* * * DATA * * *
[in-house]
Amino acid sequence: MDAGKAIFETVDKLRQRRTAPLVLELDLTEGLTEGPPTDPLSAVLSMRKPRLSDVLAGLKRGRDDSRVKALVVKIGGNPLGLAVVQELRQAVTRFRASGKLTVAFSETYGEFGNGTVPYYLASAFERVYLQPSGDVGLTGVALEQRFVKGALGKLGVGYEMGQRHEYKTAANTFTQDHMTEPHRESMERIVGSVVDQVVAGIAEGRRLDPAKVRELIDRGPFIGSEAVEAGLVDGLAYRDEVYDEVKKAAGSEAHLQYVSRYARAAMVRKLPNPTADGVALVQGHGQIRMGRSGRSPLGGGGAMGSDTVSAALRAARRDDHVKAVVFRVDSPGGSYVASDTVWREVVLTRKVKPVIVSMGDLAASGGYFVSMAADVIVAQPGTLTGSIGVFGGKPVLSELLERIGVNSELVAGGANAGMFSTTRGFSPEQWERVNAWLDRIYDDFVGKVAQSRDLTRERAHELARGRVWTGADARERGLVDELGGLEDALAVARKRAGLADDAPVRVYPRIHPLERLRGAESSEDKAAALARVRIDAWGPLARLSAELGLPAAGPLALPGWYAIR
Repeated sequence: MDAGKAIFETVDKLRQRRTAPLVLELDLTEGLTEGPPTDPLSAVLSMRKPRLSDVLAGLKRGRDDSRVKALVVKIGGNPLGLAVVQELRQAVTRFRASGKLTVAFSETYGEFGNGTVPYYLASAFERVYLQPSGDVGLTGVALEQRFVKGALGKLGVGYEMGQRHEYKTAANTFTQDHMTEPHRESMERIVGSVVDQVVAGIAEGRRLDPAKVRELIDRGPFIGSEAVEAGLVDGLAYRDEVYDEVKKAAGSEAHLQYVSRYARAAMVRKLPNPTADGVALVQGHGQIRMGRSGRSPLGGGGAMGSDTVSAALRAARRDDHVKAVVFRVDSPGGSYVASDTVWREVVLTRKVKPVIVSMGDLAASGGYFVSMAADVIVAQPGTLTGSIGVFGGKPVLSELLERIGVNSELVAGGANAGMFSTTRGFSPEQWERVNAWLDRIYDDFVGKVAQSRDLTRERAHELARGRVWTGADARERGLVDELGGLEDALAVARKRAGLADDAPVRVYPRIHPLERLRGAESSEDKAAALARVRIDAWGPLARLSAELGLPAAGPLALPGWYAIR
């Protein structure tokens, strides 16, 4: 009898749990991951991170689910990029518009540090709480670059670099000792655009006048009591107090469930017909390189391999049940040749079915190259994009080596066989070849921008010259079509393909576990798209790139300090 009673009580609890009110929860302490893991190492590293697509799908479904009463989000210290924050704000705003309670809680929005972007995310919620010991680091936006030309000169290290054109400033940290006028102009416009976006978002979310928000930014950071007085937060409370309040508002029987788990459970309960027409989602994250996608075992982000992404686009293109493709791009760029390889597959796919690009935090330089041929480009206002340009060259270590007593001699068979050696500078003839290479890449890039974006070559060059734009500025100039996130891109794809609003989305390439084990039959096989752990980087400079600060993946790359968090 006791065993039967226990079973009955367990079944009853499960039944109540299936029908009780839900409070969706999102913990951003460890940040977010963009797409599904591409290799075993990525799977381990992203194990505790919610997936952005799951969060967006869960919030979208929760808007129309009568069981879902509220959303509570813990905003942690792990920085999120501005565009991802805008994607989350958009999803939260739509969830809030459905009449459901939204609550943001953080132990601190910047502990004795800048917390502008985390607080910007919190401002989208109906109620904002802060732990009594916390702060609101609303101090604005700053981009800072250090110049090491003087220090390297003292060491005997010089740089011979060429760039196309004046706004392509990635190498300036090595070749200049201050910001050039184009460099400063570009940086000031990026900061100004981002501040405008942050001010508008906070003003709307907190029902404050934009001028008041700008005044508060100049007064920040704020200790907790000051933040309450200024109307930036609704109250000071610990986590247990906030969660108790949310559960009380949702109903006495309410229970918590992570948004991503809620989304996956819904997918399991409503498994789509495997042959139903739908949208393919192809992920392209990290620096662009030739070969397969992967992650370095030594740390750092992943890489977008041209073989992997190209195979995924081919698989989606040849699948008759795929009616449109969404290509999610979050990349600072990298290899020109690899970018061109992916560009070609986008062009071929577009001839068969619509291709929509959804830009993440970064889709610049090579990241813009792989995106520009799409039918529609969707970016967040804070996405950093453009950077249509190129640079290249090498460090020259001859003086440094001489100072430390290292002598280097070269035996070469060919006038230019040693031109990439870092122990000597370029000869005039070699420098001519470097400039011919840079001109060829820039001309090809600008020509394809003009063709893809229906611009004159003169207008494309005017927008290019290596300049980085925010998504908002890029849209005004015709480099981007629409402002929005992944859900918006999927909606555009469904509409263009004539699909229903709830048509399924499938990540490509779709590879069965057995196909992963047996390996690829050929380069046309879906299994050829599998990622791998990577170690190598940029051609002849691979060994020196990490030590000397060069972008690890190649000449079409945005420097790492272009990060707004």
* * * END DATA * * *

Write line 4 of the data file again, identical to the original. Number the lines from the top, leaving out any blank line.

């Protein structure tokens, strides 16, 4: 009898749990991951991170689910990029518009540090709480670059670099000792655009006048009591107090469930017909390189391999049940040749079915190259994009080596066989070849921008010259079509393909576990798209790139300090 009673009580609890009110929860302490893991190492590293697509799908479904009463989000210290924050704000705003309670809680929005972007995310919620010991680091936006030309000169290290054109400033940290006028102009416009976006978002979310928000930014950071007085937060409370309040508002029987788990459970309960027409989602994250996608075992982000992404686009293109493709791009760029390889597959796919690009935090330089041929480009206002340009060259270590007593001699068979050696500078003839290479890449890039974006070559060059734009500025100039996130891109794809609003989305390439084990039959096989752990980087400079600060993946790359968090 006791065993039967226990079973009955367990079944009853499960039944109540299936029908009780839900409070969706999102913990951003460890940040977010963009797409599904591409290799075993990525799977381990992203194990505790919610997936952005799951969060967006869960919030979208929760808007129309009568069981879902509220959303509570813990905003942690792990920085999120501005565009991802805008994607989350958009999803939260739509969830809030459905009449459901939204609550943001953080132990601190910047502990004795800048917390502008985390607080910007919190401002989208109906109620904002802060732990009594916390702060609101609303101090604005700053981009800072250090110049090491003087220090390297003292060491005997010089740089011979060429760039196309004046706004392509990635190498300036090595070749200049201050910001050039184009460099400063570009940086000031990026900061100004981002501040405008942050001010508008906070003003709307907190029902404050934009001028008041700008005044508060100049007064920040704020200790907790000051933040309450200024109307930036609704109250000071610990986590247990906030969660108790949310559960009380949702109903006495309410229970918590992570948004991503809620989304996956819904997918399991409503498994789509495997042959139903739908949208393919192809992920392209990290620096662009030739070969397969992967992650370095030594740390750092992943890489977008041209073989992997190209195979995924081919698989989606040849699948008759795929009616449109969404290509999610979050990349600072990298290899020109690899970018061109992916560009070609986008062009071929577009001839068969619509291709929509959804830009993440970064889709610049090579990241813009792989995106520009799409039918529609969707970016967040804070996405950093453009950077249509190129640079290249090498460090020259001859003086440094001489100072430390290292002598280097070269035996070469060919006038230019040693031109990439870092122990000597370029000869005039070699420098001519470097400039011919840079001109060829820039001309090809600008020509394809003009063709893809229906611009004159003169207008494309005017927008290019290596300049980085925010998504908002890029849209005004015709480099981007629409402002929005992944859900918006999927909606555009469904509409263009004539699909229903709830048509399924499938990540490509779709590879069965057995196909992963047996390996690829050929380069046309879906299994050829599998990622791998990577170690190598940029051609002849691979060994020196990490030590000397060069972008690890190649000449079409945005420097790492272009990060707004």